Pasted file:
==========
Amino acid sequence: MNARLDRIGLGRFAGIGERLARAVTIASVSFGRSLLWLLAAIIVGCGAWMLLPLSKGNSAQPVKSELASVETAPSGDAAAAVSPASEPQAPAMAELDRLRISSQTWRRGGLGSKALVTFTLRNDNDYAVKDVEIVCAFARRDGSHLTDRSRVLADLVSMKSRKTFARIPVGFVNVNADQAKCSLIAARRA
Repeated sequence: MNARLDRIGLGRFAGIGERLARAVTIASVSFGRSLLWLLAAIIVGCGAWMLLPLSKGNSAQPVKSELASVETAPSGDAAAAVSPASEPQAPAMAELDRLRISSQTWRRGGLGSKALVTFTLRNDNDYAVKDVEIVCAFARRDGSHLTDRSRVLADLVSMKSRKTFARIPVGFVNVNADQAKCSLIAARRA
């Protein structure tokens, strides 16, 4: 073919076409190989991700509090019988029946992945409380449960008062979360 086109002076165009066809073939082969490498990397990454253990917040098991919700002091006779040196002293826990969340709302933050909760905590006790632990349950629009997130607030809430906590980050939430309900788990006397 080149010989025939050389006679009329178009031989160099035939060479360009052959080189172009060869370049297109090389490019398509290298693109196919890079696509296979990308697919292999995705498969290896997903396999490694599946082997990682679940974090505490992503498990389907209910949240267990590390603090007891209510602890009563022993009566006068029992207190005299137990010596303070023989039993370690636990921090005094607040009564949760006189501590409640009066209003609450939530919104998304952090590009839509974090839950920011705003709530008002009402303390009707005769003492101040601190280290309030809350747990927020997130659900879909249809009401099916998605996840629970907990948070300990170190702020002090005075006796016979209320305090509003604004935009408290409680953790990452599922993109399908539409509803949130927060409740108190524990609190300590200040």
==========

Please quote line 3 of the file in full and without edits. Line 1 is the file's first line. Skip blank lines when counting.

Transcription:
């Protein structure tokens, strides 16, 4: 073919076409190989991700509090019988029946992945409380449960008062979360 086109002076165009066809073939082969490498990397990454253990917040098991919700002091006779040196002293826990969340709302933050909760905590006790632990349950629009997130607030809430906590980050939430309900788990006397 080149010989025939050389006679009329178009031989160099035939060479360009052959080189172009060869370049297109090389490019398509290298693109196919890079696509296979990308697919292999995705498969290896997903396999490694599946082997990682679940974090505490992503498990389907209910949240267990590390603090007891209510602890009563022993009566006068029992207190005299137990010596303070023989039993370690636990921090005094607040009564949760006189501590409640009066209003609450939530919104998304952090590009839509974090839950920011705003709530008002009402303390009707005769003492101040601190280290309030809350747990927020997130659900879909249809009401099916998605996840629970907990948070300990170190702020002090005075006796016979209320305090509003604004935009408290409680953790990452599922993109399908539409509803949130927060409740108190524990609190300590200040």